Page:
Tuesday, February 21, 2012

Top 10 Elmore Leonard books: #8

The most recent entry on the list and in some ways the book he was born to write.

8. The Hot Kid, 2005

It seems fitting that Elmore would write a book about the Prohibition/Depression Era, which he grew up in during his early years. You just didn’t think it would take close to 55 years since his debut to write one. Nevertheless, it is a wondrous piece of work and easily the best book he has written in the 21st Century.

Like last week’s Get Shorty, the book deals with a number of characters looking for fame and fortune. Difference is fame and fortune often comes with the caveat of death. Jack Belmont, the antagonist of the novel, has no qualms about death as long as he’s the one dealing. He’s not the sharpest tool in the shop, but what he lacks for in brains he more than makes up for in tenacity and violent aggression.

The protagonist, Carlos Webster, isn’t too far removed from Belmont. The difference being he’s a U.S. Marshal and is more likely to deliver violence to those who deserve it. In a lot of ways, he’s very similar to Raylan Givens, who would have been right at home in the 1920’s setting. Carlos is a little more restrained and a little more aware, but the parallels are obvious and hard to ignore.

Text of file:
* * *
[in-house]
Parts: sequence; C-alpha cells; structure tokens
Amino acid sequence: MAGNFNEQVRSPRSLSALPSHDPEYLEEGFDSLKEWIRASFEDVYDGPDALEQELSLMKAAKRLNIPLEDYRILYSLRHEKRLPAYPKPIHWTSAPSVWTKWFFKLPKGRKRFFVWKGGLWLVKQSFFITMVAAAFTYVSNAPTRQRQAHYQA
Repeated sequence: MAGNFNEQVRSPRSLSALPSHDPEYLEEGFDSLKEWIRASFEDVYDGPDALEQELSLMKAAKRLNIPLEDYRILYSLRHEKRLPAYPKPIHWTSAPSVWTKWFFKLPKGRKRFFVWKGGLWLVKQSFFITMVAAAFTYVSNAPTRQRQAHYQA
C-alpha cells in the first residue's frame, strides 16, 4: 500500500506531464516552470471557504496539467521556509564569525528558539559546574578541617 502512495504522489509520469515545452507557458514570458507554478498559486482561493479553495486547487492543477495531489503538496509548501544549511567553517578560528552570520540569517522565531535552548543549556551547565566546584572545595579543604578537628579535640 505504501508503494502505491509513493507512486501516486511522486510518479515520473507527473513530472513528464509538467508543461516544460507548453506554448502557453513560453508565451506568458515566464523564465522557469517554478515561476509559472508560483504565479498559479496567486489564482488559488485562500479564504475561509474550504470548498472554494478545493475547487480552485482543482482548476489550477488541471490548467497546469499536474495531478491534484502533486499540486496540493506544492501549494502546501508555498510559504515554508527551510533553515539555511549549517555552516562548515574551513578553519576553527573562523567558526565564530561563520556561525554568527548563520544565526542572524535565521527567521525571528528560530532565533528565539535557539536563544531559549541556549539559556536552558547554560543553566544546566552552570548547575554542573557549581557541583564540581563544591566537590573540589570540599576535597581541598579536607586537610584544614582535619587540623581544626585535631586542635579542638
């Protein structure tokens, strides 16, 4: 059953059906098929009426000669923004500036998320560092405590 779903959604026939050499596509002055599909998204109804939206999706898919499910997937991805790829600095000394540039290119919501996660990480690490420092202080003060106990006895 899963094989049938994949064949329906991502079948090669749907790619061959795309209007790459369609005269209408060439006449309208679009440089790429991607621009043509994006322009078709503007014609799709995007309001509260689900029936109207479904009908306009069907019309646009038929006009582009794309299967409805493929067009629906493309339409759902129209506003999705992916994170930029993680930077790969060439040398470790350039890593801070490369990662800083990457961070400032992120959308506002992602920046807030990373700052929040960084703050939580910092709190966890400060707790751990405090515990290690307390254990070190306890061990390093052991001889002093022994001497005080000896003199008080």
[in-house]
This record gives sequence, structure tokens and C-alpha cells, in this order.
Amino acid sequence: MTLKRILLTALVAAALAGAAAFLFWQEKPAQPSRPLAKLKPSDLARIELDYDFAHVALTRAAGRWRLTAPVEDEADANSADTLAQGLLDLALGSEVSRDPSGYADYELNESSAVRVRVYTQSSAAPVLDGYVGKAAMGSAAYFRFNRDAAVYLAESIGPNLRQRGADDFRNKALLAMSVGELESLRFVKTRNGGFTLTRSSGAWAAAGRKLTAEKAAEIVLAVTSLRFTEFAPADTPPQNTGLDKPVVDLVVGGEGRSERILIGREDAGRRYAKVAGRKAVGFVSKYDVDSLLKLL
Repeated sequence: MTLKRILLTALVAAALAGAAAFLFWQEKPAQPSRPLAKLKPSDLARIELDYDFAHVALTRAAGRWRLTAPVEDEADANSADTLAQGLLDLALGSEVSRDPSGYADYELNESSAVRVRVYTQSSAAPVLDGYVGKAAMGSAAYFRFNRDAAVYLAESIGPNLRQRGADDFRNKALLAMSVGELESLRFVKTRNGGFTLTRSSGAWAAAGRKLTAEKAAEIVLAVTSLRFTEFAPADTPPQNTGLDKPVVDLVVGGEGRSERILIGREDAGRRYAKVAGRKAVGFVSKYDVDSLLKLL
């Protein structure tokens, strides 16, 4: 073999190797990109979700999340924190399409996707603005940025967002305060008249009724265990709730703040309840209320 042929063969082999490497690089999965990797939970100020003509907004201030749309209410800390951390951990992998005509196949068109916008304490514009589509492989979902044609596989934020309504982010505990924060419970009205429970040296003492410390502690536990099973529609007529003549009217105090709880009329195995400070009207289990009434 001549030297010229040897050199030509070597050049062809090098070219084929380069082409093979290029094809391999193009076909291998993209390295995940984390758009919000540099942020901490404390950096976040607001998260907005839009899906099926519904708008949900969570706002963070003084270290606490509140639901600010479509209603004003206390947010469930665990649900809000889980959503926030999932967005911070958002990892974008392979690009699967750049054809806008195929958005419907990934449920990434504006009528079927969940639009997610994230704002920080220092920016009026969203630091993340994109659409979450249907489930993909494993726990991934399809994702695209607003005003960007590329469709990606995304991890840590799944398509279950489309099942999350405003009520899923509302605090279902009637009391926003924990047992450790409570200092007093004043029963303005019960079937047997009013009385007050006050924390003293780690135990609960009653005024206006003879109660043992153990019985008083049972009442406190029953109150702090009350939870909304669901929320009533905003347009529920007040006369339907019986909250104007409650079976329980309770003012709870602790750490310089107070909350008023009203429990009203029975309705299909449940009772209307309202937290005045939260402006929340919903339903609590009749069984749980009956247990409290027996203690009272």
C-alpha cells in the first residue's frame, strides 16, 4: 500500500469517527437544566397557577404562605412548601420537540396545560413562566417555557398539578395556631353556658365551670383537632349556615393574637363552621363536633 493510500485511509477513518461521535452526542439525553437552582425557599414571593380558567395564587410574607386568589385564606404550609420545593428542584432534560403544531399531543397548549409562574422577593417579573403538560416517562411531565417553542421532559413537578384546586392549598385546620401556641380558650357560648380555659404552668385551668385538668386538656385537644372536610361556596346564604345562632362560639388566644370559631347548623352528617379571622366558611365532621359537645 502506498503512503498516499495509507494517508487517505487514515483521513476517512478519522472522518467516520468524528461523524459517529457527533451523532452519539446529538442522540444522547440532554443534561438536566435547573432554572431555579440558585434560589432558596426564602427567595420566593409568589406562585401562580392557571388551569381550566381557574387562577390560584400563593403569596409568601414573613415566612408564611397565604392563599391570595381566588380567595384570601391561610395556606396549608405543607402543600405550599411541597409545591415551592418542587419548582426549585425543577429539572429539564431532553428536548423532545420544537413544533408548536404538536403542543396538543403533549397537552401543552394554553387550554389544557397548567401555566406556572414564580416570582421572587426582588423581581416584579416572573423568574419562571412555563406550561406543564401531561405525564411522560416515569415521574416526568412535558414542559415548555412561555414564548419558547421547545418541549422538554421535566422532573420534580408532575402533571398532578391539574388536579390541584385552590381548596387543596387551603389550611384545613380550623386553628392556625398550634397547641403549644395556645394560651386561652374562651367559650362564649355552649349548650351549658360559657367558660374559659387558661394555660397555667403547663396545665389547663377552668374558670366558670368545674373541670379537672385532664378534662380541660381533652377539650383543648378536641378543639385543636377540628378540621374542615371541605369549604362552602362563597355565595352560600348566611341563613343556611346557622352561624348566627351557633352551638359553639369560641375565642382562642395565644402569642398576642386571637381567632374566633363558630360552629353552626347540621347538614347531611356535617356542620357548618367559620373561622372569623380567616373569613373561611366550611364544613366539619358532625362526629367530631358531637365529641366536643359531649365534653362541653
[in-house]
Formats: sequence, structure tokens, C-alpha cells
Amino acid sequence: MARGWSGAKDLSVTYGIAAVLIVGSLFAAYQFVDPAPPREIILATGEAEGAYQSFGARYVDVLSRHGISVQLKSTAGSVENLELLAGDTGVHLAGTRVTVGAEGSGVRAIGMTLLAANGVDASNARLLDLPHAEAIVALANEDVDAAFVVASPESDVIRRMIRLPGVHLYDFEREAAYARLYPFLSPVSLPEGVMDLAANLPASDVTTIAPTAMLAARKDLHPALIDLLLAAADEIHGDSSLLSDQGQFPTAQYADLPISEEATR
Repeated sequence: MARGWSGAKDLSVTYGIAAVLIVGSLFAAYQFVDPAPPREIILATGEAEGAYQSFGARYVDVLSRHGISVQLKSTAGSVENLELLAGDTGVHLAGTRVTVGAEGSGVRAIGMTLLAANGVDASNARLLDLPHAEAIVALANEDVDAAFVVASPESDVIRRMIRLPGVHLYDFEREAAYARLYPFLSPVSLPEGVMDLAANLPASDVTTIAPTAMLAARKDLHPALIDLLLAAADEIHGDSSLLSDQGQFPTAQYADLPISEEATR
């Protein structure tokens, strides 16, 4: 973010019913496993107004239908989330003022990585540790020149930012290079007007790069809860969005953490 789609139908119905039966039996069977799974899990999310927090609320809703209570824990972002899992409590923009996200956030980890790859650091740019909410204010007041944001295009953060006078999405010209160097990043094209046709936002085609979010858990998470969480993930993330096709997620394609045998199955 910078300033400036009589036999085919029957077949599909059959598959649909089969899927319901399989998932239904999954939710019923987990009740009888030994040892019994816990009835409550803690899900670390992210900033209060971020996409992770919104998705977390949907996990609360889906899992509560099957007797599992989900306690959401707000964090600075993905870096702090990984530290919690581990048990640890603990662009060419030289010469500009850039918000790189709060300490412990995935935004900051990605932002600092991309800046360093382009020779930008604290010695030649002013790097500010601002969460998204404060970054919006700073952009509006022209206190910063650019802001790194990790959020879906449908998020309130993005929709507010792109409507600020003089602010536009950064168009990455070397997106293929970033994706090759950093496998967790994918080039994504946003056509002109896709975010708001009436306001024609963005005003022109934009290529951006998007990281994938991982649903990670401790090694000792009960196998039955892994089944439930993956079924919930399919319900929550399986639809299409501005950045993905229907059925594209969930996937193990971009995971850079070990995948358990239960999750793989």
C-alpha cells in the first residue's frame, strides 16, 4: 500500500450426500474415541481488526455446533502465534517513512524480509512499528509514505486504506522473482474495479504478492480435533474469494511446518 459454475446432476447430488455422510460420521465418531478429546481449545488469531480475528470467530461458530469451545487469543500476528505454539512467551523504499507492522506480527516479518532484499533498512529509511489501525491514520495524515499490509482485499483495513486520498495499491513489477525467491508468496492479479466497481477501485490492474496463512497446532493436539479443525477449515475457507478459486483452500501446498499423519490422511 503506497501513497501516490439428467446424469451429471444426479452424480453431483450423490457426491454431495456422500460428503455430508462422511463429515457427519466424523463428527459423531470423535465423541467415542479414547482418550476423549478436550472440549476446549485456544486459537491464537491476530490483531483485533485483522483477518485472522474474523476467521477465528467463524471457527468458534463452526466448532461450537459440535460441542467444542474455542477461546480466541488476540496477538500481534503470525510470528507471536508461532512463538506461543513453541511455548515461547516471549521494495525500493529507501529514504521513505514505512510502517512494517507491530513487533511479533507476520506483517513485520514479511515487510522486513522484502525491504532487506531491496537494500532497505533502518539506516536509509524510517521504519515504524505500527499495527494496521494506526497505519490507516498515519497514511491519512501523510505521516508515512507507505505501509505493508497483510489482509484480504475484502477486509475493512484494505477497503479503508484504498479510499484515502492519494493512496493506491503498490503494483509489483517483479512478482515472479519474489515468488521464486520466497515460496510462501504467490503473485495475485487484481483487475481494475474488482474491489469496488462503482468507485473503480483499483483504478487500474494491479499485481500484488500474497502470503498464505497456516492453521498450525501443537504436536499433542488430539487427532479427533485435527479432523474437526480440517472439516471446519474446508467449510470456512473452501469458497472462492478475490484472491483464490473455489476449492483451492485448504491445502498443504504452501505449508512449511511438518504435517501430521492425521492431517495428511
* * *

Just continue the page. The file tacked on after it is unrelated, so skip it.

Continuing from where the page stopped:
Leonard even has some fun with a little self-awareness in Tony Antonelli, who has a habit of breaking the rules Elmore Leonard set down in 2000. Antonelli, like the others, is looking to strike it big, but he’s more comfortable on the sidelines and orating in such a way that calls attention to the writer instead of the story. Practice makes perfect. Elmore cut his teeth in the Western genre for close to two decades and he had his share of bumps along the way, but he learned the game and in an interesting way he’s come full circle with this book.

While Leonard spends more time with backstory than he has in previous novels, the vignettes and characters are among his strongest and Leonard’s love of the prohibition/depression era and the characters and myths and heroes are front and center.

Fun fact: Veterans of Leonard’s novels will of course recognize Carlos Webster’s father Virgil as one of the main characters of his 1998 novel Cuba Libre.

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